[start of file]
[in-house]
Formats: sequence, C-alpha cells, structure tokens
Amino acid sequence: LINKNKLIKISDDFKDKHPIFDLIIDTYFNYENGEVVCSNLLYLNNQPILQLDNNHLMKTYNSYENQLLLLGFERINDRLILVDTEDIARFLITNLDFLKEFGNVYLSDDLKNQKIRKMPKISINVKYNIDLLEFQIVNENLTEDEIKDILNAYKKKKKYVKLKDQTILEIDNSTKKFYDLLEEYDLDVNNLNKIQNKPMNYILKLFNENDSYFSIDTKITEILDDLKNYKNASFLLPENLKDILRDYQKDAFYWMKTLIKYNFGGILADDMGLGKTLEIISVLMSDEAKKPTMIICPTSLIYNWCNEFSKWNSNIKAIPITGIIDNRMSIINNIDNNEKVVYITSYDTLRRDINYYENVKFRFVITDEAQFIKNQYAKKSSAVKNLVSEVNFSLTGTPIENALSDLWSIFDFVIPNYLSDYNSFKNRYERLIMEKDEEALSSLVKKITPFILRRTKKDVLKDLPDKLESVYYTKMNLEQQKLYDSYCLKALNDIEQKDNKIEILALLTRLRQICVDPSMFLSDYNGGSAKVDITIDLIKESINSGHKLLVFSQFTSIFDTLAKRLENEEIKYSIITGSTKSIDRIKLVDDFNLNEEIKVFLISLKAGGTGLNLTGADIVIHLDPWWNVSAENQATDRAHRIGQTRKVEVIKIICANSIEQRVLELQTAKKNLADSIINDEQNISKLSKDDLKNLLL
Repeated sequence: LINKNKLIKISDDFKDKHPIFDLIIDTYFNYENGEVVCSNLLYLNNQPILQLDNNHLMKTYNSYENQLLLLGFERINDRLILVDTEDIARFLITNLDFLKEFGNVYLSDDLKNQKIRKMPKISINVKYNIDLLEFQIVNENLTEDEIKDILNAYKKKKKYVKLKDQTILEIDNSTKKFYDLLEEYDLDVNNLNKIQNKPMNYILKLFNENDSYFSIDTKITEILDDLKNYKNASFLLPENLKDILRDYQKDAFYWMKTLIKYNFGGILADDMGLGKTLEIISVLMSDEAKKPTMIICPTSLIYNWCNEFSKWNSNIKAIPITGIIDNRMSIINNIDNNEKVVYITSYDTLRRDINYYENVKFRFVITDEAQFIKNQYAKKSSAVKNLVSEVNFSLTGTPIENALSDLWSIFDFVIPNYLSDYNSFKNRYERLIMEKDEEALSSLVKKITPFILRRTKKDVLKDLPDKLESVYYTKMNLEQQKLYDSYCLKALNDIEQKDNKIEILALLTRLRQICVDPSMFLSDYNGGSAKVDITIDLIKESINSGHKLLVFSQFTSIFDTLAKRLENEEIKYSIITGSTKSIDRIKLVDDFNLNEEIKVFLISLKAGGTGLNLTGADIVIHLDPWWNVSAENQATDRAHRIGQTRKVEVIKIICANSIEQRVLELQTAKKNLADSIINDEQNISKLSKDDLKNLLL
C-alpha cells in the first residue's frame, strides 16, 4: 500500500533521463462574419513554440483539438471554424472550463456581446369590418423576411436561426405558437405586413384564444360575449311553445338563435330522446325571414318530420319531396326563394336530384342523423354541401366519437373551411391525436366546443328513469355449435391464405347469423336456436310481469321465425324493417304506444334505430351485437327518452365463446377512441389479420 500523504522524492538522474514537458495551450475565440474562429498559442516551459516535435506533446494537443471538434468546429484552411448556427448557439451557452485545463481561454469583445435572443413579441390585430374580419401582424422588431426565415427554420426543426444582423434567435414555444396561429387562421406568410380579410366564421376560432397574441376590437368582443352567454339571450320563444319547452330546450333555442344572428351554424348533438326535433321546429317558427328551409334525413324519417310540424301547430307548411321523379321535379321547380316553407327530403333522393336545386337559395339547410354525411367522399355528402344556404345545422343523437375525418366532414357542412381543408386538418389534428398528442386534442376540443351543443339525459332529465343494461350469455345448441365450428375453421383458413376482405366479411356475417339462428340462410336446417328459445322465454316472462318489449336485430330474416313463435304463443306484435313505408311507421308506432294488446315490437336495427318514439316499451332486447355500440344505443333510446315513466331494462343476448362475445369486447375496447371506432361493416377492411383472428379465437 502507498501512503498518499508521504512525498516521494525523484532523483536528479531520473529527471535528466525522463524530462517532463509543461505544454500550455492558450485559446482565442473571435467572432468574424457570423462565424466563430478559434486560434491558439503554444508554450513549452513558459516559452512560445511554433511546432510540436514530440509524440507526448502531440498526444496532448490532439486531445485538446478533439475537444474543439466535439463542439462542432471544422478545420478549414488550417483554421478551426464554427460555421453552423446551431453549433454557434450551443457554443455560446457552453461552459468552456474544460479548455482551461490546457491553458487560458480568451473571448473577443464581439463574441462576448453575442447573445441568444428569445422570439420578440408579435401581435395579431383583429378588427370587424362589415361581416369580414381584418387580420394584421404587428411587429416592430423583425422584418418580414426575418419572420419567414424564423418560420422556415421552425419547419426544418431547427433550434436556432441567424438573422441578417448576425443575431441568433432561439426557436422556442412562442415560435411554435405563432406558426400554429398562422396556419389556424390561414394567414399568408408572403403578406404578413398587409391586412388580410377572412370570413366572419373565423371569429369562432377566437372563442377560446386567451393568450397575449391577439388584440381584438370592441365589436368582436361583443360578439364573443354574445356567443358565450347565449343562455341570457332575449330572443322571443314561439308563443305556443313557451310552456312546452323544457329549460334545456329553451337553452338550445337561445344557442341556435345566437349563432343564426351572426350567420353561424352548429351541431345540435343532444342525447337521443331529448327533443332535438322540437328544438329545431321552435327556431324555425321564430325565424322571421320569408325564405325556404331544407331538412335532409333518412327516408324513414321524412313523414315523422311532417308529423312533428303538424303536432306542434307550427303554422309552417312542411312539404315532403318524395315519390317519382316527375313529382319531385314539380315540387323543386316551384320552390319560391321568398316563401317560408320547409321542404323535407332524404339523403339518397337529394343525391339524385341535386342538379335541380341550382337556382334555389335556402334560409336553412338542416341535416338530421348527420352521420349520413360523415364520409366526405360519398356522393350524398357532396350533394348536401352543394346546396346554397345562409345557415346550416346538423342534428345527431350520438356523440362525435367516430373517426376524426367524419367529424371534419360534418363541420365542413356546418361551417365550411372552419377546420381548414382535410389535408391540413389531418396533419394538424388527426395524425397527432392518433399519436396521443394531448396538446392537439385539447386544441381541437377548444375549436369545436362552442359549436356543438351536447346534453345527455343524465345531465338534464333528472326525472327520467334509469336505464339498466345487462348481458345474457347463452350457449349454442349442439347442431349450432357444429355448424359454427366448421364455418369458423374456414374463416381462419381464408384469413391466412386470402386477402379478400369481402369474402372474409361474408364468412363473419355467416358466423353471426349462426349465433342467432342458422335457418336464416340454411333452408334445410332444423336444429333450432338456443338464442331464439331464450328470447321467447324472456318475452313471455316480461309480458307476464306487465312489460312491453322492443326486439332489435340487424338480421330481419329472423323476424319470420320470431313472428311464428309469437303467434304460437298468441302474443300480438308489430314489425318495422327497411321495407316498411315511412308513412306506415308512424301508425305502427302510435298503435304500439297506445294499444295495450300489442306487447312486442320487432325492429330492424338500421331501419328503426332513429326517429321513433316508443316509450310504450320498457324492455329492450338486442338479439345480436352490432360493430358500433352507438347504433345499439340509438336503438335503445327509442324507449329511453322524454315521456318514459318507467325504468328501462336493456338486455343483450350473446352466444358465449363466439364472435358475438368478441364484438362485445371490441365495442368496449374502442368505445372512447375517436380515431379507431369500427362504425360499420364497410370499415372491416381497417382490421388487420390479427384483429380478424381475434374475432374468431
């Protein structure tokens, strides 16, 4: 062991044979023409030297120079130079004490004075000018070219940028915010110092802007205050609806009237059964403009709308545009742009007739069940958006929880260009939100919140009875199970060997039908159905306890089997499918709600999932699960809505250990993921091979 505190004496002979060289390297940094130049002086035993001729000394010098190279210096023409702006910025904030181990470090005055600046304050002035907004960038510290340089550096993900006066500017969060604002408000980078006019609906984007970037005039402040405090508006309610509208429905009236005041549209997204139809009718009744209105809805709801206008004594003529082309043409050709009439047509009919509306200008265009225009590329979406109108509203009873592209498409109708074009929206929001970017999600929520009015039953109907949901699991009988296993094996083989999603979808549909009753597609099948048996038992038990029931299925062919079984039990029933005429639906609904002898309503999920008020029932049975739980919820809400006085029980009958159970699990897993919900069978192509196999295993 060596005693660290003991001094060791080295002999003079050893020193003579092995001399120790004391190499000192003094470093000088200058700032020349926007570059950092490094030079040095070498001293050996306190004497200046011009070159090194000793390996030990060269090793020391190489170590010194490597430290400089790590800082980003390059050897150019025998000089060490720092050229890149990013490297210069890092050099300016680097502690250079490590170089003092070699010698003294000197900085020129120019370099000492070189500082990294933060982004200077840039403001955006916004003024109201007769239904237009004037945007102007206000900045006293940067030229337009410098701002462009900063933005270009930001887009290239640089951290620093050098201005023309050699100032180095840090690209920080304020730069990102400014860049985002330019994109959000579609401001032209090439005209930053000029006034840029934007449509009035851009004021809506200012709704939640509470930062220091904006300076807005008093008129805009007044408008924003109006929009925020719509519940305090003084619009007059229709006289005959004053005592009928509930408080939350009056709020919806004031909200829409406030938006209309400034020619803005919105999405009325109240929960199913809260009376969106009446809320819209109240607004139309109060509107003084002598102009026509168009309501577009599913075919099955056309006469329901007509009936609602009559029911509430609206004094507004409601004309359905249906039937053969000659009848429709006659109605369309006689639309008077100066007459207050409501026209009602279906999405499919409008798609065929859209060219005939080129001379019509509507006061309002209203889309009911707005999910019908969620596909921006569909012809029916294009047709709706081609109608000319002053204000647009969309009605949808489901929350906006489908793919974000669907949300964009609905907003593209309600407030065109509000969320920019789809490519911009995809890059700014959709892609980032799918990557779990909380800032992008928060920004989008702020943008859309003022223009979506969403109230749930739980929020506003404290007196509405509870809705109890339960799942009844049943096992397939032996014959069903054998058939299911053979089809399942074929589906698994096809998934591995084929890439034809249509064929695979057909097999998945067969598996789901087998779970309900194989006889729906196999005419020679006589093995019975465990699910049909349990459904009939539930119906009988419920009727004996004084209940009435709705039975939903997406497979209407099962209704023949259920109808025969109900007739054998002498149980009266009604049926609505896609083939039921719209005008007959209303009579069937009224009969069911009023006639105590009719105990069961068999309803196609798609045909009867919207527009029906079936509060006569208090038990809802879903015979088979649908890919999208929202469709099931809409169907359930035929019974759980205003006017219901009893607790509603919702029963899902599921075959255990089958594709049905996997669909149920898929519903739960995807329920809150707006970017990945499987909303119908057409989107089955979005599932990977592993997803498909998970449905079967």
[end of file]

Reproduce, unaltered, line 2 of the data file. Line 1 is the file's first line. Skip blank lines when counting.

Formats: sequence, C-alpha cells, structure tokens